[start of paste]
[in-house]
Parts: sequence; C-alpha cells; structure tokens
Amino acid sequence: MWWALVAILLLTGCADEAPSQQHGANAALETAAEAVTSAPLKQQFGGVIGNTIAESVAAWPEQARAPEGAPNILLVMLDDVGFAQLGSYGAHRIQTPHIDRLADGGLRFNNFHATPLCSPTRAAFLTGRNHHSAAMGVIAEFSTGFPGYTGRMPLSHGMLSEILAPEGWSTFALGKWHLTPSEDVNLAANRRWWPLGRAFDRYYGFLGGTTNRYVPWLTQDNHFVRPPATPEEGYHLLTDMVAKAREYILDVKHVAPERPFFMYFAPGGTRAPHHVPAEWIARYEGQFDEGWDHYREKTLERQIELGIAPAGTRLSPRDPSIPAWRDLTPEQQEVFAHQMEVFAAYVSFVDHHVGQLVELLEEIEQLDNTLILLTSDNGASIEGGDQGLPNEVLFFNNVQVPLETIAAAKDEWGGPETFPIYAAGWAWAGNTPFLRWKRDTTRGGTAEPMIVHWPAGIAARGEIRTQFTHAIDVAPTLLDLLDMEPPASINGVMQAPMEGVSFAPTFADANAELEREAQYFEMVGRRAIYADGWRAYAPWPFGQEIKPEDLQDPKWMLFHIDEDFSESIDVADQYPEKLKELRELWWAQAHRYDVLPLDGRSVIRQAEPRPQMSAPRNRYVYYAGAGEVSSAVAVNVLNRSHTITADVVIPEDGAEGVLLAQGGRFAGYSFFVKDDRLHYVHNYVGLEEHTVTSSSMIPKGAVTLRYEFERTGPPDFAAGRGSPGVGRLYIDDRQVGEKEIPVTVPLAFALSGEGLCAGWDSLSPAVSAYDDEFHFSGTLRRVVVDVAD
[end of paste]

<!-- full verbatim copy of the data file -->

[in-house]
Parts: sequence; C-alpha cells; structure tokens
Amino acid sequence: MWWALVAILLLTGCADEAPSQQHGANAALETAAEAVTSAPLKQQFGGVIGNTIAESVAAWPEQARAPEGAPNILLVMLDDVGFAQLGSYGAHRIQTPHIDRLADGGLRFNNFHATPLCSPTRAAFLTGRNHHSAAMGVIAEFSTGFPGYTGRMPLSHGMLSEILAPEGWSTFALGKWHLTPSEDVNLAANRRWWPLGRAFDRYYGFLGGTTNRYVPWLTQDNHFVRPPATPEEGYHLLTDMVAKAREYILDVKHVAPERPFFMYFAPGGTRAPHHVPAEWIARYEGQFDEGWDHYREKTLERQIELGIAPAGTRLSPRDPSIPAWRDLTPEQQEVFAHQMEVFAAYVSFVDHHVGQLVELLEEIEQLDNTLILLTSDNGASIEGGDQGLPNEVLFFNNVQVPLETIAAAKDEWGGPETFPIYAAGWAWAGNTPFLRWKRDTTRGGTAEPMIVHWPAGIAARGEIRTQFTHAIDVAPTLLDLLDMEPPASINGVMQAPMEGVSFAPTFADANAELEREAQYFEMVGRRAIYADGWRAYAPWPFGQEIKPEDLQDPKWMLFHIDEDFSESIDVADQYPEKLKELRELWWAQAHRYDVLPLDGRSVIRQAEPRPQMSAPRNRYVYYAGAGEVSSAVAVNVLNRSHTITADVVIPEDGAEGVLLAQGGRFAGYSFFVKDDRLHYVHNYVGLEEHTVTSSSMIPKGAVTLRYEFERTGPPDFAAGRGSPGVGRLYIDDRQVGEKEIPVTVPLAFALSGEGLCAGWDSLSPAVSAYDDEFHFSGTLRRVVVDVAD